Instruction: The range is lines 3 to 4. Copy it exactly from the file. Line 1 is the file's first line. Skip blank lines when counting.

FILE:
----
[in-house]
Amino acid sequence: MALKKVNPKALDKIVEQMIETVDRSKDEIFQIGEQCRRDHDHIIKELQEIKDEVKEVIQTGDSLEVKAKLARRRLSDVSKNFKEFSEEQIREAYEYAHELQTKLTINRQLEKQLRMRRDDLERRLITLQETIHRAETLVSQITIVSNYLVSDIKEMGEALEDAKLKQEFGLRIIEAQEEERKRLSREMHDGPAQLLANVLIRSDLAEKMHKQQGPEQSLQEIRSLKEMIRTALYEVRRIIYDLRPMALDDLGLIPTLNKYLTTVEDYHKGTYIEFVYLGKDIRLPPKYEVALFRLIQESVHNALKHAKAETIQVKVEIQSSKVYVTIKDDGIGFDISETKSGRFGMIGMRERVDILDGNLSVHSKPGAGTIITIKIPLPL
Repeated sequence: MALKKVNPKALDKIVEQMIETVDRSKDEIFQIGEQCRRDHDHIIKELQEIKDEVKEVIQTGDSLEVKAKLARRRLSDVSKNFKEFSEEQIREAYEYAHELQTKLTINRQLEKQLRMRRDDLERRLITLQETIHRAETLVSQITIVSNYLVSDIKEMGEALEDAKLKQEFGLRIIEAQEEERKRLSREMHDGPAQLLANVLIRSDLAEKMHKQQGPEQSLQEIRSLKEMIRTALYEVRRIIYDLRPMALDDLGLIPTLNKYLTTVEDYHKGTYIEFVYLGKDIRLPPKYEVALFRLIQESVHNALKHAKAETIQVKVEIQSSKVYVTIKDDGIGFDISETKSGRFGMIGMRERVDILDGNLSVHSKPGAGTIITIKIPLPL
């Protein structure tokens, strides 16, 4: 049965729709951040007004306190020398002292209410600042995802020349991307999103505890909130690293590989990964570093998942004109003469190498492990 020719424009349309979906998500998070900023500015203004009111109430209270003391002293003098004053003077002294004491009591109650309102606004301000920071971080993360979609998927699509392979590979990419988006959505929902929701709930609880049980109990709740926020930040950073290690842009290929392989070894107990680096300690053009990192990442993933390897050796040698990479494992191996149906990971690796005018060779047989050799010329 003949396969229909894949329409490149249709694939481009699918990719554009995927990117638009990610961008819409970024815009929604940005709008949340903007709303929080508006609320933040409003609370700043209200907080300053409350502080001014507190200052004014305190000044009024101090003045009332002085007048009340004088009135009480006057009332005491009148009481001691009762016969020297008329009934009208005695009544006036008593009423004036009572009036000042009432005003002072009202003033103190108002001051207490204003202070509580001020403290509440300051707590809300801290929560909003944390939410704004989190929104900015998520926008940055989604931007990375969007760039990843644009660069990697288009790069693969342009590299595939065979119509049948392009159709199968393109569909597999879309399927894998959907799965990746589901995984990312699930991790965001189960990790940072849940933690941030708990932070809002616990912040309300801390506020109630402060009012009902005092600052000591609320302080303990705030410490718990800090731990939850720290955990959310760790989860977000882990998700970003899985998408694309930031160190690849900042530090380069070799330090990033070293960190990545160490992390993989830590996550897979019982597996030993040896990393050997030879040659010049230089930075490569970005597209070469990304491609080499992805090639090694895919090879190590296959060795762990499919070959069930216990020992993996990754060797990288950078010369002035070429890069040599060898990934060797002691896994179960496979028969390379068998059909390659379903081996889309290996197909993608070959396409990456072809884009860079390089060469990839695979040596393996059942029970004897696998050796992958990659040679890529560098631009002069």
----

Repeated sequence: MALKKVNPKALDKIVEQMIETVDRSKDEIFQIGEQCRRDHDHIIKELQEIKDEVKEVIQTGDSLEVKAKLARRRLSDVSKNFKEFSEEQIREAYEYAHELQTKLTINRQLEKQLRMRRDDLERRLITLQETIHRAETLVSQITIVSNYLVSDIKEMGEALEDAKLKQEFGLRIIEAQEEERKRLSREMHDGPAQLLANVLIRSDLAEKMHKQQGPEQSLQEIRSLKEMIRTALYEVRRIIYDLRPMALDDLGLIPTLNKYLTTVEDYHKGTYIEFVYLGKDIRLPPKYEVALFRLIQESVHNALKHAKAETIQVKVEIQSSKVYVTIKDDGIGFDISETKSGRFGMIGMRERVDILDGNLSVHSKPGAGTIITIKIPLPL
């Protein structure tokens, strides 16, 4: 049965729709951040007004306190020398002292209410600042995802020349991307999103505890909130690293590989990964570093998942004109003469190498492990 020719424009349309979906998500998070900023500015203004009111109430209270003391002293003098004053003077002294004491009591109650309102606004301000920071971080993360979609998927699509392979590979990419988006959505929902929701709930609880049980109990709740926020930040950073290690842009290929392989070894107990680096300690053009990192990442993933390897050796040698990479494992191996149906990971690796005018060779047989050799010329 003949396969229909894949329409490149249709694939481009699918990719554009995927990117638009990610961008819409970024815009929604940005709008949340903007709303929080508006609320933040409003609370700043209200907080300053409350502080001014507190200052004014305190000044009024101090003045009332002085007048009340004088009135009480006057009332005491009148009481001691009762016969020297008329009934009208005695009544006036008593009423004036009572009036000042009432005003002072009202003033103190108002001051207490204003202070509580001020403290509440300051707590809300801290929560909003944390939410704004989190929104900015998520926008940055989604931007990375969007760039990843644009660069990697288009790069693969342009590299595939065979119509049948392009159709199968393109569909597999879309399927894998959907799965990746589901995984990312699930991790965001189960990790940072849940933690941030708990932070809002616990912040309300801390506020109630402060009012009902005092600052000591609320302080303990705030410490718990800090731990939850720290955990959310760790989860977000882990998700970003899985998408694309930031160190690849900042530090380069070799330090990033070293960190990545160490992390993989830590996550897979019982597996030993040896990393050997030879040659010049230089930075490569970005597209070469990304491609080499992805090639090694895919090879190590296959060795762990499919070959069930216990020992993996990754060797990288950078010369002035070429890069040599060898990934060797002691896994179960496979028969390379068998059909390659379903081996889309290996197909993608070959396409990456072809884009860079390089060469990839695979040596393996059942029970004897696998050796992958990659040679890529560098631009002069």